Is Windows see device identifying information from ISF router?


New Member
Let's assume that we have computer, which connects to internet by cable. The cable is first connected to wi-fi router (wi-fi is used for other computer, not this one). Than, cable is connected to ISP home router via cable. So wi-fi router is between computer and ISP router.

My question: Is Windows see any information which can identify ISP router or only information which can identify wi-fi router.
Or neither?


Master of Turning Things Off and Back On Again
Staff member
You're going to be double-NAT'd so unless you have the devices on the same subnet or you turn DHCP off on the 2nd router they aren't going to be able to communicate.


Staff member
Depends on how you have second router configured. In order for all computers to see and share information, share printers, see all connected routers then you must assign the second router an IP in the same ip subnet as the first router. So if router 1 has internal IP of then you must assign router 2 IP as You also must disable DHCP on the second router, disabling NAT may also be required. Also, you have to connect cable from lan from router 1 to lan on router 2 not the internet port. If you connect to the internet port, then anything connected to the second router will have a different IP address and can't share to other pcs.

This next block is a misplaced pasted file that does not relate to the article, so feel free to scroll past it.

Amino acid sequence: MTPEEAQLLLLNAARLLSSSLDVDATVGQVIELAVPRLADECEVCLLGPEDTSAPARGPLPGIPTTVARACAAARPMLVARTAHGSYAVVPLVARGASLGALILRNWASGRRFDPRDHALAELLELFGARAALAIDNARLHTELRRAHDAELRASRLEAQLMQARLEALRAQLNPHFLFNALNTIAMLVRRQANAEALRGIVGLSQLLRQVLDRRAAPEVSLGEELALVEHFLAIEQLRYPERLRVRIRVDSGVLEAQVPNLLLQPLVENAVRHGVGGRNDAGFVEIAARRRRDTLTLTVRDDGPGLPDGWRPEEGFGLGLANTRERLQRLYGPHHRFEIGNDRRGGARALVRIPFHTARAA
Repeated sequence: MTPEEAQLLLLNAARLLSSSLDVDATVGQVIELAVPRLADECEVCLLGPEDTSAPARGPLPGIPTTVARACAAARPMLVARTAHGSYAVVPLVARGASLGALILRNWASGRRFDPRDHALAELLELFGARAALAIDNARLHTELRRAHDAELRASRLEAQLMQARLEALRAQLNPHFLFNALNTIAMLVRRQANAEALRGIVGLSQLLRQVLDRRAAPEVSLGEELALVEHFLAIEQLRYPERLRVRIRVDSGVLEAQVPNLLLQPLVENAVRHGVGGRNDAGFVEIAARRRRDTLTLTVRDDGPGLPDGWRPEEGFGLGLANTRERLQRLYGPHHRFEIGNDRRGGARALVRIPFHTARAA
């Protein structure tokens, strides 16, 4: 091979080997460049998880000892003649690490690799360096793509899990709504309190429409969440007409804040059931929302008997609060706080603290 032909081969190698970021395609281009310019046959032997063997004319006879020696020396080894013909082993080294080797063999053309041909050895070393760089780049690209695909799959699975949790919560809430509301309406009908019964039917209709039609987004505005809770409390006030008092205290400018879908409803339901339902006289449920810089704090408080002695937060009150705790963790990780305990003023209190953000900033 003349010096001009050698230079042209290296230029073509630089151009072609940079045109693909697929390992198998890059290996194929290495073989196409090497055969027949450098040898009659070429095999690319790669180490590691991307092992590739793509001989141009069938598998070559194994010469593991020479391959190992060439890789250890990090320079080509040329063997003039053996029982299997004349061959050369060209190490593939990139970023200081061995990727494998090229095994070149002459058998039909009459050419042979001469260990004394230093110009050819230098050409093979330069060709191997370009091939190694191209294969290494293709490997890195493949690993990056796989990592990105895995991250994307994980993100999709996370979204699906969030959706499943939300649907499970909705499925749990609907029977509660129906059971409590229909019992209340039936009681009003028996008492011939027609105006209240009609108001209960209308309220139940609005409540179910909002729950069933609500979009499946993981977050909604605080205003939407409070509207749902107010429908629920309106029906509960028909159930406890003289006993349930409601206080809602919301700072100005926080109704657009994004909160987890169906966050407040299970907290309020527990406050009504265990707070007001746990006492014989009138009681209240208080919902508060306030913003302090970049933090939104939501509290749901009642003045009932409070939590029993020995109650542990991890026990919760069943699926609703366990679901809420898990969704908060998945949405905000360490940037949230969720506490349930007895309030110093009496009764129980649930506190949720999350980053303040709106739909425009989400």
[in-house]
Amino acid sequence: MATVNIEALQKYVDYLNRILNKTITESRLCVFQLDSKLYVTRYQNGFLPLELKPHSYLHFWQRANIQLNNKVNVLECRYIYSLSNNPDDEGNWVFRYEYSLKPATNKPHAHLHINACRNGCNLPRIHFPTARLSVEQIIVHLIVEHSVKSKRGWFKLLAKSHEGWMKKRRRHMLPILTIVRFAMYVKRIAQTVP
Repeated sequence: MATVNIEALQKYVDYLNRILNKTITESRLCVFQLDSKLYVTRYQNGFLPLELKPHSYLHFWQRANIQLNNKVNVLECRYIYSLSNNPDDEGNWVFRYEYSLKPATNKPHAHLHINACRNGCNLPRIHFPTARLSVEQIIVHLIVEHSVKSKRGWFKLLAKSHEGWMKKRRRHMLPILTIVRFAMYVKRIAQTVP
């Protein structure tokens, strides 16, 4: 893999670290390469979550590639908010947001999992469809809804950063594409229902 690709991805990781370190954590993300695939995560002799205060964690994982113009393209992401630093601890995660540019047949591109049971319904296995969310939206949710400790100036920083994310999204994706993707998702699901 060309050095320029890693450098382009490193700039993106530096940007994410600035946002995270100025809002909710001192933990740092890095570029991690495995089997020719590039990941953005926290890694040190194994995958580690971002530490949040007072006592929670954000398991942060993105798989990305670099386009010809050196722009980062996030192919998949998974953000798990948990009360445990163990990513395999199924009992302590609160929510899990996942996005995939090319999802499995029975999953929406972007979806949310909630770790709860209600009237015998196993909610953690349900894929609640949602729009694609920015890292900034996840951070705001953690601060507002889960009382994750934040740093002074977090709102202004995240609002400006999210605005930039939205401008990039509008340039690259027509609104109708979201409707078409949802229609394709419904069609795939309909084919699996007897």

Staff member
If you're double NATting then you're no longer directly in the broadcast domain of the ISP router. Usually you can collect some information via ARP/MAC and discovery protocols like LLDP or CDP, but those are all broadcast domain limited.

The advantage of which would be that your ISP doesn't directly have reach into your other internal segment from their managed device, although the disadvantage is that double NAT is generally undesirable for most home users. I use a double router setup, although the one on the backend is simply facilitating an IPSec VPN out to a colocation server.

It's possible if your system was compromised you could theoretically run a traceroute and log into the ISP device if it's using default creds as it would simply be the second hop in the path, but that's pretty uncommon. Also most ISP devices use a randomly generated user password that they print on the unit.